A magician manipulates objects such as coins or cards, but the craftiest sleight of hand is sometimes performed by politicians at budget time. The Selinger government, for example, said both urgency and emergency required it to raise the PST by one point. In addition to flood-related costs, failure to raise the tax would have meant the province would be unable to take advantage of new federal infrastructure funds that are available only on a cost-shared basis.
The great projects of the future, in other words, would elude Manitoba like a coin that vanishes without a trace from a magician's hand. But what about municipalities, which also need cash to participate in provincial and federal cost-shared infrastructure programs? Won't they also need millions of dollars in new revenue? Yes, but they won't find it in the budget, which left cities high and dry, despite the illusion they are major beneficiaries of the PST hike. In fact, just $30 million annually of the PST increase has been earmarked for 200 Manitoba municipalities. Winnipeg will receive $14 million for residential streets, compared to $7 million last year. The extra cash is enough to fix a few kilometres of broken street. Roads and other civic infrastructure will continue to deteriorate because cities lack the fiscal capacity to raise the kind of revenue necessary to reverse, or even slow, the trend. Municipalities have long complained it is unfair to expect them to cost-share projects on an equal basis with Ottawa and the provincial government, which have vastly deeper pockets and a wider array of revenue sources. The province, however, has now occupied the tax room that municipalities wanted to solve municipal problems.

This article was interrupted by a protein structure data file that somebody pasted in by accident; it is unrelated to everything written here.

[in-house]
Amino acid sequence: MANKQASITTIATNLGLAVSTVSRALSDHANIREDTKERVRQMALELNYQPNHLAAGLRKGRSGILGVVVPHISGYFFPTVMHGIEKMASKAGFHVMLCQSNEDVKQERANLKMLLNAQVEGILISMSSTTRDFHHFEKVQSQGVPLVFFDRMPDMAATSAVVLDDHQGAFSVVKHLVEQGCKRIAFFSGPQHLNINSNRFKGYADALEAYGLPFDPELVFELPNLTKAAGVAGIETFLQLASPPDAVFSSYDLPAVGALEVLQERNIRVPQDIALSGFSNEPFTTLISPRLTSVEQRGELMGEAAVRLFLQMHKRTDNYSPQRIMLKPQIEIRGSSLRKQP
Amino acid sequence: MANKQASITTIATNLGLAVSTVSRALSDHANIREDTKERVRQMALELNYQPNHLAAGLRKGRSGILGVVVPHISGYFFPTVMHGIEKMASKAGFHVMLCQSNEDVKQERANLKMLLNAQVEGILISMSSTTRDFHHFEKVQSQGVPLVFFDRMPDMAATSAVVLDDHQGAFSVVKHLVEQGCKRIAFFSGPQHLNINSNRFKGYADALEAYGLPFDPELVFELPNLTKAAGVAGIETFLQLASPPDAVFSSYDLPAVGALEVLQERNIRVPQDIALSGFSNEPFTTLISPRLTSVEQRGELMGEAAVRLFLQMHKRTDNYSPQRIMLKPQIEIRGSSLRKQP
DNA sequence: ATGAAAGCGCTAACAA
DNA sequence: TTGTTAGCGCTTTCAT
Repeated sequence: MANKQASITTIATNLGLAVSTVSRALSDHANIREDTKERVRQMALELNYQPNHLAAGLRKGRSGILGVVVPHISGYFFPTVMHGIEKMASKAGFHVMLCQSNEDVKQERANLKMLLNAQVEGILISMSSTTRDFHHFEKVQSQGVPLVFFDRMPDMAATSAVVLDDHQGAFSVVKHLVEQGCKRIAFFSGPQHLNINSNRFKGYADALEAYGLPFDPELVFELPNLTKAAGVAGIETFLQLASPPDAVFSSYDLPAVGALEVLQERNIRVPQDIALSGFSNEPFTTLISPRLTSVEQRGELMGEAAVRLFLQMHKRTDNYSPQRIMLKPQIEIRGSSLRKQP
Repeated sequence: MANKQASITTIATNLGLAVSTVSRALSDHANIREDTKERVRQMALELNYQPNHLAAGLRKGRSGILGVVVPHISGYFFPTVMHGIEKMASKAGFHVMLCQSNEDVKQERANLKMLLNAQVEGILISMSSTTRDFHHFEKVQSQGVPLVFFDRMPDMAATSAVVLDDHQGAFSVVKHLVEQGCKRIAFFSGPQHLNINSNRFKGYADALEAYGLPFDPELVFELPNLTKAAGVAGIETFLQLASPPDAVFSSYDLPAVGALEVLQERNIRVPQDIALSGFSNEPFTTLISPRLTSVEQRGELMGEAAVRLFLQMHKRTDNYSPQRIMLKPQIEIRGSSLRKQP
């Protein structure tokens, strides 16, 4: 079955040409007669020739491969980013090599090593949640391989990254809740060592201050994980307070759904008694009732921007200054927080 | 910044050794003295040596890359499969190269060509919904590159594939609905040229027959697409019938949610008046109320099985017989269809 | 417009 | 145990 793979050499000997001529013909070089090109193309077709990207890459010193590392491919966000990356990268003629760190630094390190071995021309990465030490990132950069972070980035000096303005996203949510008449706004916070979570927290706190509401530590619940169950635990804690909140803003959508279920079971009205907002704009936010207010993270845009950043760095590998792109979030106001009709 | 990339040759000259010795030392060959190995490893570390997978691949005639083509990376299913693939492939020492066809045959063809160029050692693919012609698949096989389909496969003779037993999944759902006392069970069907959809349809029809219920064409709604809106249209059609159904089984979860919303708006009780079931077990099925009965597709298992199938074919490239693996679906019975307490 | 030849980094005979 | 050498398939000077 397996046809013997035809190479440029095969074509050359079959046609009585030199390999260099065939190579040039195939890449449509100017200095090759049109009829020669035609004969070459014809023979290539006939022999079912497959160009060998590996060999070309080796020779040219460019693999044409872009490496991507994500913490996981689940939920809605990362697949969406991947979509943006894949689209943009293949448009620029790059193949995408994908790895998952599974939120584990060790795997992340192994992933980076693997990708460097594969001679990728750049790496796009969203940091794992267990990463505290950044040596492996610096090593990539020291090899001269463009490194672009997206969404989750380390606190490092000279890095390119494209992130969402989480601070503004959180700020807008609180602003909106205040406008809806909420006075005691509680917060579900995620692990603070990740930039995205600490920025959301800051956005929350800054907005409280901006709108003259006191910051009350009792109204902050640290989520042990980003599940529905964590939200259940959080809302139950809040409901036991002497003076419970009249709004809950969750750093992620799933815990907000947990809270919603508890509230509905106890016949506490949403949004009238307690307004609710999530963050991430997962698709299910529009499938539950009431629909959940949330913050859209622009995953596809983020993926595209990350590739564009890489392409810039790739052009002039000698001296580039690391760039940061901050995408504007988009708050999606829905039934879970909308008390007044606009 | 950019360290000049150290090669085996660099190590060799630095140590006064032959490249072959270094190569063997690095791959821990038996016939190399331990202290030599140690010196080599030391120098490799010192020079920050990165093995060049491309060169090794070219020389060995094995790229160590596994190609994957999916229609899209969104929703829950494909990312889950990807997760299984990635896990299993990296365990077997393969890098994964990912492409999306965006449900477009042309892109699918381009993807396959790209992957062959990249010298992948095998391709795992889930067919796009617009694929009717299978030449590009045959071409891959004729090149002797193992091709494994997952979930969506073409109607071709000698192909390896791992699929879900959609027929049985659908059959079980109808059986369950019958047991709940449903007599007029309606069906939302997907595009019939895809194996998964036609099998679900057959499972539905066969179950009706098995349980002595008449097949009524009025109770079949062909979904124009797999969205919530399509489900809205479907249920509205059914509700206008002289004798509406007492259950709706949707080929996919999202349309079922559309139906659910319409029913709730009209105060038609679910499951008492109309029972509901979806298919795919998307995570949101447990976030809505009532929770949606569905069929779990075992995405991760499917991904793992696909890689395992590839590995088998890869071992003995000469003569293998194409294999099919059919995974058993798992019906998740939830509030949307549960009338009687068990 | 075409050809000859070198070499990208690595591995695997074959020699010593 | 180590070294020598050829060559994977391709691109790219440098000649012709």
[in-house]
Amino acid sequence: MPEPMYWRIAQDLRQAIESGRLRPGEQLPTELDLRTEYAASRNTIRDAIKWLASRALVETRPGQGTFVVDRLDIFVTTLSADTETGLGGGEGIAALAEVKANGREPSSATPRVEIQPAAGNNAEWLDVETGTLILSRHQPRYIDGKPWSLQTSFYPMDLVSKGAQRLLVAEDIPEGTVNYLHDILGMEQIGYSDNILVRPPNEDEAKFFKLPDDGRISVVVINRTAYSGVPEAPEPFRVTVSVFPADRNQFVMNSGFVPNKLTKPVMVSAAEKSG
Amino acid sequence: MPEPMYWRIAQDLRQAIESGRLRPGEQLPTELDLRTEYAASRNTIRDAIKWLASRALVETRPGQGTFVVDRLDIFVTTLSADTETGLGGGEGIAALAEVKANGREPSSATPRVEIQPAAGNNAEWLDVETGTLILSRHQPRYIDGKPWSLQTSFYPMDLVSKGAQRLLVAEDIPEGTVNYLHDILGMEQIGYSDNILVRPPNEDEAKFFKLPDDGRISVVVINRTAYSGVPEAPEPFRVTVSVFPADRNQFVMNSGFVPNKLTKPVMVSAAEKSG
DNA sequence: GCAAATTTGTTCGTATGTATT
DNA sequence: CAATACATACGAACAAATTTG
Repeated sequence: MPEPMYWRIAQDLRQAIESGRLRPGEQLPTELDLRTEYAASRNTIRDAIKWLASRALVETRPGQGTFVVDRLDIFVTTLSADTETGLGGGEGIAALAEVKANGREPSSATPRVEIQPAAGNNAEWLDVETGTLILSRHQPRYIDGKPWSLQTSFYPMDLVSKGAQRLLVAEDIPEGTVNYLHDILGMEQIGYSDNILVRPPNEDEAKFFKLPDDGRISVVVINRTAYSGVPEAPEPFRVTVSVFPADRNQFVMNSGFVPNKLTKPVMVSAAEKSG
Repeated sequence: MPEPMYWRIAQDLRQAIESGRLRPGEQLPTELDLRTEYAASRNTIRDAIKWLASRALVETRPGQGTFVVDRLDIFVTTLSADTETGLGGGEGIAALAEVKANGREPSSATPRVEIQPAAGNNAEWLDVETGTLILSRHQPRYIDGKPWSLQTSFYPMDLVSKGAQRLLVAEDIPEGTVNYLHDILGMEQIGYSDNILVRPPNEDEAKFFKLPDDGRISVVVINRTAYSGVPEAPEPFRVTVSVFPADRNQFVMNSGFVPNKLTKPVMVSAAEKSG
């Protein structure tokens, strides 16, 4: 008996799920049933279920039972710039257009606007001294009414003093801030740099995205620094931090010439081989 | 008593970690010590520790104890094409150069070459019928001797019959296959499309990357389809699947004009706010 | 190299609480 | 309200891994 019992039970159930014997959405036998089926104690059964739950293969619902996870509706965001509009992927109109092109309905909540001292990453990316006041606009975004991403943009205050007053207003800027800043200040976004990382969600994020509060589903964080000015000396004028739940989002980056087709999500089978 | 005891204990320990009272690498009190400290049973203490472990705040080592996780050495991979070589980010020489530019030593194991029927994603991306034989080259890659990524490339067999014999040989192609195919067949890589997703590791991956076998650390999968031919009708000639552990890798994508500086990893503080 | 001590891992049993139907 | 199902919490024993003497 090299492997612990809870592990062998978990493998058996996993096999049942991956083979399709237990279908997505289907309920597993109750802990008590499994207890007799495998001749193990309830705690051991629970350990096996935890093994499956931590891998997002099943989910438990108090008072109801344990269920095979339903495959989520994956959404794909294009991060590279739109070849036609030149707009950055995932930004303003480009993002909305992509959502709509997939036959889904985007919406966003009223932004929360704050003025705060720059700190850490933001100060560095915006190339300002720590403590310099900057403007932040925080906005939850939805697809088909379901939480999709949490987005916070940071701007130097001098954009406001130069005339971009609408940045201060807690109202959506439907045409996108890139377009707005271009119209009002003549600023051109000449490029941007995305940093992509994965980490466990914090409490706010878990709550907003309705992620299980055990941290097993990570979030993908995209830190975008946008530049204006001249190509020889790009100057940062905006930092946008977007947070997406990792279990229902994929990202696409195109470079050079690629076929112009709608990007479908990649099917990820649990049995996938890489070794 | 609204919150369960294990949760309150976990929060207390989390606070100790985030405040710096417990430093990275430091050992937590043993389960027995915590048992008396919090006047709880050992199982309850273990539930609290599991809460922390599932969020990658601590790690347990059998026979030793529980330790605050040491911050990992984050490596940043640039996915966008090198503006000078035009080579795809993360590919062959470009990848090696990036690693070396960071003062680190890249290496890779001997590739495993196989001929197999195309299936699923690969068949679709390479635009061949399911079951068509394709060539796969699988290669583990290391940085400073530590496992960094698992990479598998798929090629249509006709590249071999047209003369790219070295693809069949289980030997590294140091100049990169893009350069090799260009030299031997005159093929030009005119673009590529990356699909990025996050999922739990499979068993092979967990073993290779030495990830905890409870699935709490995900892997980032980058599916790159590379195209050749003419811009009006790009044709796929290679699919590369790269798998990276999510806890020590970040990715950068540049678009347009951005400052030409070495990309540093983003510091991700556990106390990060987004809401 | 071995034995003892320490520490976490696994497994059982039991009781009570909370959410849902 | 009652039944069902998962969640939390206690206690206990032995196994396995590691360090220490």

The tax increase is really about enabling the province to meet its obligations on flood protection and its ambitions for new schools, personal-care homes and hospitals. Even community rinks, wading pools and splash pads, once the domain of municipalities, will be announced by the government as provincial projects, which will be convenient at election time.
The idea of a sales tax was first proposed by Winnipeg in the 1960s as a way of financing major infrastructure projects, but its pleas for new revenue sources were repeatedly rebuffed.
In recent years, the city, this newspaper and business groups have proposed that a one-point share of the PST be directed to municipal needs. That remains a better idea than the NDP's selfish grab.
The government says new legislation will require it to report annually the funds it spends on municipal infrastructure. It will show hundreds of millions of dollars are being spent in Winnipeg and rural Manitoba -- as is the case currently -- but it won't show that cities are still losing ground on pressing infrastructure issues.